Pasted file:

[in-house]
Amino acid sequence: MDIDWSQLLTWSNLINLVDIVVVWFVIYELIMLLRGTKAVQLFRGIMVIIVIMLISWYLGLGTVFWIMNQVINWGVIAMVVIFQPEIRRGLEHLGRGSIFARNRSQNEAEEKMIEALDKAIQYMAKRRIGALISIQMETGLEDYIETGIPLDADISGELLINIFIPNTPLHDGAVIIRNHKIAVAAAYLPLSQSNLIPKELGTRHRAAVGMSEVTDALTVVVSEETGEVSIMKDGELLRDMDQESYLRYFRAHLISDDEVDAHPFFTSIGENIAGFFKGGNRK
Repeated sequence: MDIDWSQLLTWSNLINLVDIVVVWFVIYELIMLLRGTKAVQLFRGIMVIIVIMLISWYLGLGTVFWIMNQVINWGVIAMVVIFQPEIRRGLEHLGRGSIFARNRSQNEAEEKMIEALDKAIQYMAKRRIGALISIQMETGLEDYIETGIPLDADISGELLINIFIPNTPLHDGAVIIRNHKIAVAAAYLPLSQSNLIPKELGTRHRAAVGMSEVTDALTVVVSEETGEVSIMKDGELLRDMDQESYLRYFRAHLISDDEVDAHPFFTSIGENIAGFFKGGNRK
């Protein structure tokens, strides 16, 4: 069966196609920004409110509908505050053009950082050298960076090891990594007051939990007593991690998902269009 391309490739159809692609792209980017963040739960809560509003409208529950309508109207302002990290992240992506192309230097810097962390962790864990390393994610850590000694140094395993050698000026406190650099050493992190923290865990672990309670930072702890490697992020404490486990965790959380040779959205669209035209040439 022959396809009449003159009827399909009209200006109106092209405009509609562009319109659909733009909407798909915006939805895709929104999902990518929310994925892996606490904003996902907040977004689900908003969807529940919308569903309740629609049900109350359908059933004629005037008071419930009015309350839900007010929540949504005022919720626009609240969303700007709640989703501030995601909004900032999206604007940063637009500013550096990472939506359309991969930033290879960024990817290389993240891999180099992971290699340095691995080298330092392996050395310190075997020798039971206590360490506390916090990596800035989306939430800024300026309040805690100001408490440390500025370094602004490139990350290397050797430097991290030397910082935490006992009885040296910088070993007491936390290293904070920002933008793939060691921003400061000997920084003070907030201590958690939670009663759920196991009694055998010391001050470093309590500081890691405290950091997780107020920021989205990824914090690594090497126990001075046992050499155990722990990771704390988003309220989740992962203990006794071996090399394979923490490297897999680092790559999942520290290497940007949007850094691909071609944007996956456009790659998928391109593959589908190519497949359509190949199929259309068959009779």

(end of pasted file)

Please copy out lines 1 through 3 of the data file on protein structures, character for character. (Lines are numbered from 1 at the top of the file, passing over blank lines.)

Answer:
[in-house]
Amino acid sequence: MDIDWSQLLTWSNLINLVDIVVVWFVIYELIMLLRGTKAVQLFRGIMVIIVIMLISWYLGLGTVFWIMNQVINWGVIAMVVIFQPEIRRGLEHLGRGSIFARNRSQNEAEEKMIEALDKAIQYMAKRRIGALISIQMETGLEDYIETGIPLDADISGELLINIFIPNTPLHDGAVIIRNHKIAVAAAYLPLSQSNLIPKELGTRHRAAVGMSEVTDALTVVVSEETGEVSIMKDGELLRDMDQESYLRYFRAHLISDDEVDAHPFFTSIGENIAGFFKGGNRK
Repeated sequence: MDIDWSQLLTWSNLINLVDIVVVWFVIYELIMLLRGTKAVQLFRGIMVIIVIMLISWYLGLGTVFWIMNQVINWGVIAMVVIFQPEIRRGLEHLGRGSIFARNRSQNEAEEKMIEALDKAIQYMAKRRIGALISIQMETGLEDYIETGIPLDADISGELLINIFIPNTPLHDGAVIIRNHKIAVAAAYLPLSQSNLIPKELGTRHRAAVGMSEVTDALTVVVSEETGEVSIMKDGELLRDMDQESYLRYFRAHLISDDEVDAHPFFTSIGENIAGFFKGGNRK